In numerous nations today, approximately fifty percent of the population is overweight, a figure that’s on an upward trajectory. While a significant number of people are able to shed weight, the challenging aspect is maintaining that weight loss.
Recent research conducted at the University of Copenhagen suggests that the hormone neurotensin could potentially serve as a predictor for an individual’s ability to sustain weight loss.
The study, which has been published in the scientific journal Metabolism, is a so-called proof-of-concept study, which means that it is the first time that the hormone has been investigated in relation to weight loss induced by a low-calorie diet.
“Initially, we examined the effect of weight loss in obese mice and concluded that weight loss led to decreased amount of the hormone neurotensin. Subsequently, in a clinical study, we found that weight loss also led to a decreased amount of neurotensin in humans. Interestingly, people who maintained weight loss released more neurotensin than people who regained weight again,” explains Professor Signe Sørensen Torekov, who is the last author of the study, at the Department of Biomedical Sciences at the University of Copenhagen.
“It may help explain why some people are more successful than others at maintaining weight loss.”
Like other appetite gut hormones, neurotensin is released by the intestines when we eat, and the information is compiled in the brain, which will determine whether we should continue eating or feel full.
The participants lost weight during the eight-week, low-calorie diet. The researchers concluded that the people who lost even more weight in the year following the diet released more neurotensin than people who gained weight after completing the diet.
“It is an interesting result. You can speculate whether the people who put on weight again simply lack the appetite-inhibiting effect which neurotensin appears to have,” says Signe Sørensen Torekov.
Studying appetite hormones to learn how humans may maintain weight loss
We know that people who have undergone bariatric surgery to lose weight release more neurotensin when they eat. It was this insight that inspired the researchers to study the effect of neurotensin on weight loss.
“We know that other gut hormones, released in greater amounts after obesity surgery, help explain why people who have undergone obesity surgery are able to maintain weight loss. But no one had studied the role of neurotensin in connection with diet-induced weight loss,” says MD and Ph.D. Student Joachim Holt, who is the first author of the study.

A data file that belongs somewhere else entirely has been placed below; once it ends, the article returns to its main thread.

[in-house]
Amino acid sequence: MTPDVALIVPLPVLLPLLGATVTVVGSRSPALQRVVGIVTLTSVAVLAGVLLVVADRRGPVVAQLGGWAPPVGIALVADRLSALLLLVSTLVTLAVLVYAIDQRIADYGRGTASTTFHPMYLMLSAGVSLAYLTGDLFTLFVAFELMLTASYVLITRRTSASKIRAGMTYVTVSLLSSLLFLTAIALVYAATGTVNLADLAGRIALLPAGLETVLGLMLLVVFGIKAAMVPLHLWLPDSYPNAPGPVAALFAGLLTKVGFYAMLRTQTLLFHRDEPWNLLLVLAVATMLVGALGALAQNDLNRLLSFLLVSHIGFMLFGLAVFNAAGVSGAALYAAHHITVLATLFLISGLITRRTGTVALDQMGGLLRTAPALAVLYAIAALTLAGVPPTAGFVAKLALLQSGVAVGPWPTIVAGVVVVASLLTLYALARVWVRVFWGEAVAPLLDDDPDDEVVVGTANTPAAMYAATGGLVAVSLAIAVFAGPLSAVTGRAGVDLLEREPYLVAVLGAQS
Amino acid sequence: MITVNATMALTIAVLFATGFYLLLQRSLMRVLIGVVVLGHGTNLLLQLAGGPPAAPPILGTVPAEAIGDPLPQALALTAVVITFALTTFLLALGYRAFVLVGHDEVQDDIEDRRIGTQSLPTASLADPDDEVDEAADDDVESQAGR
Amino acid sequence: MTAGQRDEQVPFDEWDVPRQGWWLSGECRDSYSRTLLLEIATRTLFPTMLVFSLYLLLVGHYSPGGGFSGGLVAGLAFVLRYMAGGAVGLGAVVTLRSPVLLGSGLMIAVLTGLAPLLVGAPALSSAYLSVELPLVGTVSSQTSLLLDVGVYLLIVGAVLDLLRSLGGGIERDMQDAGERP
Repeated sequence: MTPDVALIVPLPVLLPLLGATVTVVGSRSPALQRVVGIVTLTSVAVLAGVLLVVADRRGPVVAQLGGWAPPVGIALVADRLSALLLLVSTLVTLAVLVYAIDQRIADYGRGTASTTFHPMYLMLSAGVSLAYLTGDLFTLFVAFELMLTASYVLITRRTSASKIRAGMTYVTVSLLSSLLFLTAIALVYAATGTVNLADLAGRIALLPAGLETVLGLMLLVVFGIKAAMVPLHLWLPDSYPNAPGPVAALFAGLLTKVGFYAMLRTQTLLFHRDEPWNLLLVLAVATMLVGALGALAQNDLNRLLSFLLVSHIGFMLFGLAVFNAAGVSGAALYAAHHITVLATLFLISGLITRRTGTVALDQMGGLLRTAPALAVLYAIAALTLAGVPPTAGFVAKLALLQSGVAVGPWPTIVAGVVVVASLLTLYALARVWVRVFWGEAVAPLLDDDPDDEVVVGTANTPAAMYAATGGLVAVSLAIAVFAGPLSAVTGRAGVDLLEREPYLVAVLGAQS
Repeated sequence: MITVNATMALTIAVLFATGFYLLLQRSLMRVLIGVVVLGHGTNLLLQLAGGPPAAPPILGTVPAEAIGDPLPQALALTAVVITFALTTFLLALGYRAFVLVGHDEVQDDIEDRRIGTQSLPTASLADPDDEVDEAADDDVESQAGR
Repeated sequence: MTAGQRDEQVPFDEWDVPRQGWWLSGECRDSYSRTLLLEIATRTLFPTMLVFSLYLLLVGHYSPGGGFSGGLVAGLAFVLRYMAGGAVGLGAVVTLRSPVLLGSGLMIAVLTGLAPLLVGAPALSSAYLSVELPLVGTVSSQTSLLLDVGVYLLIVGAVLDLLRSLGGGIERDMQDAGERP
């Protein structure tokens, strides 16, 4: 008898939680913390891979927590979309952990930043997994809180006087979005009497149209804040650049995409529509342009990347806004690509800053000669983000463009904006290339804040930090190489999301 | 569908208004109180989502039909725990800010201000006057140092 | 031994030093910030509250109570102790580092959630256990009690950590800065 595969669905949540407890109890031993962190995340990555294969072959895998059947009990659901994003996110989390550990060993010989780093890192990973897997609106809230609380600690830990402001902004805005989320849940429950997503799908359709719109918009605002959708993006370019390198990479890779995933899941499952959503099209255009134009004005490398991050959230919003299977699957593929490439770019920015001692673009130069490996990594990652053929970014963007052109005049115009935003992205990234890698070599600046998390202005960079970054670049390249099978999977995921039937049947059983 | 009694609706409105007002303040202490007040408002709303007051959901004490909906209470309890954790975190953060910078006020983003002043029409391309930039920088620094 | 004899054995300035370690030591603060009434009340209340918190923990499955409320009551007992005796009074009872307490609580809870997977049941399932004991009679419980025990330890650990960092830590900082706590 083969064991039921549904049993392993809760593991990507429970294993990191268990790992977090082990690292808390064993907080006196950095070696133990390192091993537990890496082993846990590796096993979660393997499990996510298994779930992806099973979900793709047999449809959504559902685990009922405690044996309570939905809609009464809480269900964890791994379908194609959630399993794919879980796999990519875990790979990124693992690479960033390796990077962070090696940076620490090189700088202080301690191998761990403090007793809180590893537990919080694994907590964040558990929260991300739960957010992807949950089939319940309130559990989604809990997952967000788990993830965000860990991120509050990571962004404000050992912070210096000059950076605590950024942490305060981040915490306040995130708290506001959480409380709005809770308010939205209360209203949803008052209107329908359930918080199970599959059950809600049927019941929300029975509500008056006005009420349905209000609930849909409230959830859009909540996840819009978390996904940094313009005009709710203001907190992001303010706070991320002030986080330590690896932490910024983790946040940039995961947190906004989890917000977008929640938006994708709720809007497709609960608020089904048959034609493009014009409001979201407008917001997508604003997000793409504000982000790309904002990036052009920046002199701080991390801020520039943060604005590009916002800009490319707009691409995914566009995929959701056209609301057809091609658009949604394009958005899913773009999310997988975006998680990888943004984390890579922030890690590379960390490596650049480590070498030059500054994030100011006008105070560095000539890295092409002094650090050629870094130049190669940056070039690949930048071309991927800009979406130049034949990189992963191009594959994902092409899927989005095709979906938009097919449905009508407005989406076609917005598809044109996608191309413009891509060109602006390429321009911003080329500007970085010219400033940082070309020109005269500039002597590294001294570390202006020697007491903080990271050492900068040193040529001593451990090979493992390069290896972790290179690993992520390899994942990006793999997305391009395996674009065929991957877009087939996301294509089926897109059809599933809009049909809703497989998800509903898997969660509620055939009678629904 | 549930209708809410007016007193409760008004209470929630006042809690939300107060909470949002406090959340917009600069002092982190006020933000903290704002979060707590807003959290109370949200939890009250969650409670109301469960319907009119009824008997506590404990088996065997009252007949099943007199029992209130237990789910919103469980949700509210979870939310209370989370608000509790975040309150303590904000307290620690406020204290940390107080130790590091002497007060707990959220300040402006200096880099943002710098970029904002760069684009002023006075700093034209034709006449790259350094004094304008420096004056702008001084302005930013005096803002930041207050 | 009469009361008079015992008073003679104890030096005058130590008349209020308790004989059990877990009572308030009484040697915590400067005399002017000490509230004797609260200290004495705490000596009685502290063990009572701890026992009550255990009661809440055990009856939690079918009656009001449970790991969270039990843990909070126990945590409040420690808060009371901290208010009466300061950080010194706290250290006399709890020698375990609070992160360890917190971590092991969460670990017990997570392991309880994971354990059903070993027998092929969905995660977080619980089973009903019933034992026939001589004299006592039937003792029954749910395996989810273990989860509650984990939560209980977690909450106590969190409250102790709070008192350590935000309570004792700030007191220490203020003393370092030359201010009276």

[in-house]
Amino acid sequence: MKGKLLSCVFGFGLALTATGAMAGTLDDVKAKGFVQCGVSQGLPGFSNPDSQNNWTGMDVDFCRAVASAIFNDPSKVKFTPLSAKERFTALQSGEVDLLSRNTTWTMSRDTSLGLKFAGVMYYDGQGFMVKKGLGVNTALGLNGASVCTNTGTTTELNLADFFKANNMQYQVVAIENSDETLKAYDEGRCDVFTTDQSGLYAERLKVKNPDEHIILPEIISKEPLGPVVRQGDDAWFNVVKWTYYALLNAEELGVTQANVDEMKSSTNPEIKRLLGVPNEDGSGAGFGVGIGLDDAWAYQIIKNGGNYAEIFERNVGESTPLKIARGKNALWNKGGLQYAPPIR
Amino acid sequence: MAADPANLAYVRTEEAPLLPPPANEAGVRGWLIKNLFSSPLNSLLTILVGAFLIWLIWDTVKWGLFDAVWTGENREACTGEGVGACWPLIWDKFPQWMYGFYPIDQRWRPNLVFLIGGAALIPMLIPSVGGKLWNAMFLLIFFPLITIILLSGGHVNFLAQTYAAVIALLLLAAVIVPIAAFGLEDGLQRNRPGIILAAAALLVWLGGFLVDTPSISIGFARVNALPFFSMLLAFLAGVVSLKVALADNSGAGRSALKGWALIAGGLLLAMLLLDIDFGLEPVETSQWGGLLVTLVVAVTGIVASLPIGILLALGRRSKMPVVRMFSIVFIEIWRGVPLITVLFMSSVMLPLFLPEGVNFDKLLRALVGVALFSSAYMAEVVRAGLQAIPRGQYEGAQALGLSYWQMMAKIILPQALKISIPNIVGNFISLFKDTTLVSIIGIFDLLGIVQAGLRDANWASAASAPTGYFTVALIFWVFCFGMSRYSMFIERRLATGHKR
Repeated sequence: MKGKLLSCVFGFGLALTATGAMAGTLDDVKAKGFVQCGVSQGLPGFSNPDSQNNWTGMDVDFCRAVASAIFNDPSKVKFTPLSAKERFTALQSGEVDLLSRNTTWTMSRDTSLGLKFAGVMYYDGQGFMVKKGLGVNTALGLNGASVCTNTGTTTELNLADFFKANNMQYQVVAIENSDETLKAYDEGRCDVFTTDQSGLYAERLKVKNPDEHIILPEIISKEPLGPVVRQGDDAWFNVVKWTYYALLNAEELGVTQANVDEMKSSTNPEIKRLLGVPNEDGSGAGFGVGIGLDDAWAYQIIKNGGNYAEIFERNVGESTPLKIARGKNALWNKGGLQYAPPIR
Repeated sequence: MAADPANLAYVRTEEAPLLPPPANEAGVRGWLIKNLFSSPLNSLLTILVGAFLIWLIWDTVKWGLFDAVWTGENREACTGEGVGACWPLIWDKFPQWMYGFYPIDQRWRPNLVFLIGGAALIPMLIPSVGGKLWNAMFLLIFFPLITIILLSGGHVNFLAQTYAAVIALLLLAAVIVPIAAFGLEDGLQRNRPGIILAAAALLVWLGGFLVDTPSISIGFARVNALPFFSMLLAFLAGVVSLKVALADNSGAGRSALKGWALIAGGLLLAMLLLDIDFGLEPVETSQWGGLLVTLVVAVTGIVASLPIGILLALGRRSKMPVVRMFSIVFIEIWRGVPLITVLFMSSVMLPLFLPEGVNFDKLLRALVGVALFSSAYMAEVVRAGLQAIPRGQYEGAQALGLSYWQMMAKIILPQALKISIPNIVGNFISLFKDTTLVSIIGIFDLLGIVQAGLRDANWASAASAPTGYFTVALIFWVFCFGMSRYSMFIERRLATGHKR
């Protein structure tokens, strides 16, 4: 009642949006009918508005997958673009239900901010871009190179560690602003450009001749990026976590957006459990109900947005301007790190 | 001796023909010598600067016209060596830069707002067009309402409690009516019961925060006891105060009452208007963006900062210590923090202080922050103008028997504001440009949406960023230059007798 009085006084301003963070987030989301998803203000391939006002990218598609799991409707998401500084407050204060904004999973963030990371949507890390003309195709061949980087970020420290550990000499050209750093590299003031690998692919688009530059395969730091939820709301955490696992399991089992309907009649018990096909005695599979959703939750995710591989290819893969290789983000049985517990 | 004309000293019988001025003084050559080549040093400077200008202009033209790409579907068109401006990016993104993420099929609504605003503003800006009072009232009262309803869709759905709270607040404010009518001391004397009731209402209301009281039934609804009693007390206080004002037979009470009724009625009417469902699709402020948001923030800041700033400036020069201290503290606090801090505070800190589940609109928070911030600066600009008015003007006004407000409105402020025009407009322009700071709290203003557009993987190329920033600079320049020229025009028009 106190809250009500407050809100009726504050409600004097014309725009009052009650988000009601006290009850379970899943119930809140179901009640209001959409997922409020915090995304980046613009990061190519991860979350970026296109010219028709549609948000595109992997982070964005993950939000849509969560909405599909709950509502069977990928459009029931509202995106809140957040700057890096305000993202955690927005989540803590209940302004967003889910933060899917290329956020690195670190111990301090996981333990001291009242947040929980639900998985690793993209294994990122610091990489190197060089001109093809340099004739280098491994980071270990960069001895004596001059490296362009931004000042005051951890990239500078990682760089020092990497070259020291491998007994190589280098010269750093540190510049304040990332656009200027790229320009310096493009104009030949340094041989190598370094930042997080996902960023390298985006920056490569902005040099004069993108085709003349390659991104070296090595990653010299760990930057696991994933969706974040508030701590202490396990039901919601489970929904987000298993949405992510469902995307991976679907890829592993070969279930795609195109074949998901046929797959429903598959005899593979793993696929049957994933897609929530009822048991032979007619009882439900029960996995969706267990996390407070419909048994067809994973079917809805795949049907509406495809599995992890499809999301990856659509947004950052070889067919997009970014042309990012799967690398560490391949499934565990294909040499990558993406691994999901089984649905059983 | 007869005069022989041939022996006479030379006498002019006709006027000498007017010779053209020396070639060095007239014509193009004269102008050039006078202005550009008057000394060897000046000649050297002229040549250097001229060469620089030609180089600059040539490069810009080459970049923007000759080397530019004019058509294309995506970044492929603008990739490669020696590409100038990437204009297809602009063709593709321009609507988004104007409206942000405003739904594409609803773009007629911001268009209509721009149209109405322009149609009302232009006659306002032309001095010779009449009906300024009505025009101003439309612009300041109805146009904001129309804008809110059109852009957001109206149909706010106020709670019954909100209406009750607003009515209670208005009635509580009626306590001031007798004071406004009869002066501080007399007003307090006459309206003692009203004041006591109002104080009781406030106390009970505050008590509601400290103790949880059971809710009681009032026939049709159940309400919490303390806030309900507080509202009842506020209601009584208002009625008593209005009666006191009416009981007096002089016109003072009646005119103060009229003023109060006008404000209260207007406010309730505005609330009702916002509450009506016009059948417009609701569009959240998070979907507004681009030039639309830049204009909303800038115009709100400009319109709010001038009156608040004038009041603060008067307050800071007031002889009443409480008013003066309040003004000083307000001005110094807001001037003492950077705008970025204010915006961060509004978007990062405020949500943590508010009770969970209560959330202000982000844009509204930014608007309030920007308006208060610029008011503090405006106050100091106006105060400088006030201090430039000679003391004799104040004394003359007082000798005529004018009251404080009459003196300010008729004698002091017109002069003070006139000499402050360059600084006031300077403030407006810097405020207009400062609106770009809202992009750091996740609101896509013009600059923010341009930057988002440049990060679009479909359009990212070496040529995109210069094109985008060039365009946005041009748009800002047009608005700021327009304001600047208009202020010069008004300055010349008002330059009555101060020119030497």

Whether a drug simulating neurotensin release in the brain or intestines is interesting, explains Signe Sørensen Torekov.
“Another interesting thing about studying these appetite hormones is to learn how humans may respond to potential treatment and especially the combination of several appetite hormones to maintain weight loss,” says Signe Sørensen Torekov.
However, when researchers first discovered leptin, a key hormone in weight regulation, they learned that amounts drop during weight loss. This could indicate that increasing the amount of leptin in the body would cause people to lose weight
“But it turns out that people who live with obesity are leptin resistant, which means that they do not respond with weight loss to the hormone. We do not know whether this also applies to neurotensin. So we still have a lot of work ahead of us.”
Reference: “Increased meal-induced neurotensin response predicts successful maintenance of weight loss – Data from a randomized controlled trial” by Annemette Overgaard Brethvad, Hannah Louise Zakariassen, Joachim Holt, Julie Rehné Lundgren, Alexander Jakobsen, Bolette Hartmann, Eva Winning Lehmann, Hannelouise Kissow, Jens Juul Holst, Sten Madsbad, Signe Sørensen Torekov and Birgitte Holst, 16 March 2023, Metabolism.